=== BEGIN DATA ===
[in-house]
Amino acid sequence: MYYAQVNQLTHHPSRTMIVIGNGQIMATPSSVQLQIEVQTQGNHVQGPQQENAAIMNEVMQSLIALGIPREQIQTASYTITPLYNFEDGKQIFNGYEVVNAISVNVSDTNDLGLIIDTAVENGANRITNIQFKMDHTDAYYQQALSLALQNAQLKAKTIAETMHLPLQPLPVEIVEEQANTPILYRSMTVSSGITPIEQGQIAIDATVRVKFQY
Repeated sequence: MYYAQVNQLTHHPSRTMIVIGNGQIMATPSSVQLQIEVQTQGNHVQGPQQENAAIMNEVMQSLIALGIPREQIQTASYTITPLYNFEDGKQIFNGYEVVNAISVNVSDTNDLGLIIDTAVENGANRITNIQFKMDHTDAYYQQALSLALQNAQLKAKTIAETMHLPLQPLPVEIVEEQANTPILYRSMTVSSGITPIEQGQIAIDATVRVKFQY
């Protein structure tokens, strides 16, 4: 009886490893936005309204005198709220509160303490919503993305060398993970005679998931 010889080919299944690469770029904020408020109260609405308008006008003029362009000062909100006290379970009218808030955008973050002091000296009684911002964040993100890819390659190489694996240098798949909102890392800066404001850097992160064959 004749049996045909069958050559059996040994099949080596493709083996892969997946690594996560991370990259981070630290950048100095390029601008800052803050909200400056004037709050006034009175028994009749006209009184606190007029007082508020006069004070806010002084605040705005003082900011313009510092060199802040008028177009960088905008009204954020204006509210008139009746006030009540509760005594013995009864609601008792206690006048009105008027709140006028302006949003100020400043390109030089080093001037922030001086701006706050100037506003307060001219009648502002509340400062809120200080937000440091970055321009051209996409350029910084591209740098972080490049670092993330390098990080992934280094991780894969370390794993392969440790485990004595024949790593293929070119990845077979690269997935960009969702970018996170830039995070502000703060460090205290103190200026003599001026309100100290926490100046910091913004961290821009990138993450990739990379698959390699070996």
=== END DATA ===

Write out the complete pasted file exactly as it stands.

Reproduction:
[in-house]
Amino acid sequence: MYYAQVNQLTHHPSRTMIVIGNGQIMATPSSVQLQIEVQTQGNHVQGPQQENAAIMNEVMQSLIALGIPREQIQTASYTITPLYNFEDGKQIFNGYEVVNAISVNVSDTNDLGLIIDTAVENGANRITNIQFKMDHTDAYYQQALSLALQNAQLKAKTIAETMHLPLQPLPVEIVEEQANTPILYRSMTVSSGITPIEQGQIAIDATVRVKFQY
Repeated sequence: MYYAQVNQLTHHPSRTMIVIGNGQIMATPSSVQLQIEVQTQGNHVQGPQQENAAIMNEVMQSLIALGIPREQIQTASYTITPLYNFEDGKQIFNGYEVVNAISVNVSDTNDLGLIIDTAVENGANRITNIQFKMDHTDAYYQQALSLALQNAQLKAKTIAETMHLPLQPLPVEIVEEQANTPILYRSMTVSSGITPIEQGQIAIDATVRVKFQY
């Protein structure tokens, strides 16, 4: 009886490893936005309204005198709220509160303490919503993305060398993970005679998931 010889080919299944690469770029904020408020109260609405308008006008003029362009000062909100006290379970009218808030955008973050002091000296009684911002964040993100890819390659190489694996240098798949909102890392800066404001850097992160064959 004749049996045909069958050559059996040994099949080596493709083996892969997946690594996560991370990259981070630290950048100095390029601008800052803050909200400056004037709050006034009175028994009749006209009184606190007029007082508020006069004070806010002084605040705005003082900011313009510092060199802040008028177009960088905008009204954020204006509210008139009746006030009540509760005594013995009864609601008792206690006048009105008027709140006028302006949003100020400043390109030089080093001037922030001086701006706050100037506003307060001219009648502002509340400062809120200080937000440091970055321009051209996409350029910084591209740098972080490049670092993330390098990080992934280094991780894969370390794993392969440790485990004595024949790593293929070119990845077979690269997935960009969702970018996170830039995070502000703060460090205290103190200026003599001026309100100290926490100046910091913004961290821009990138993450990739990379698959390699070996």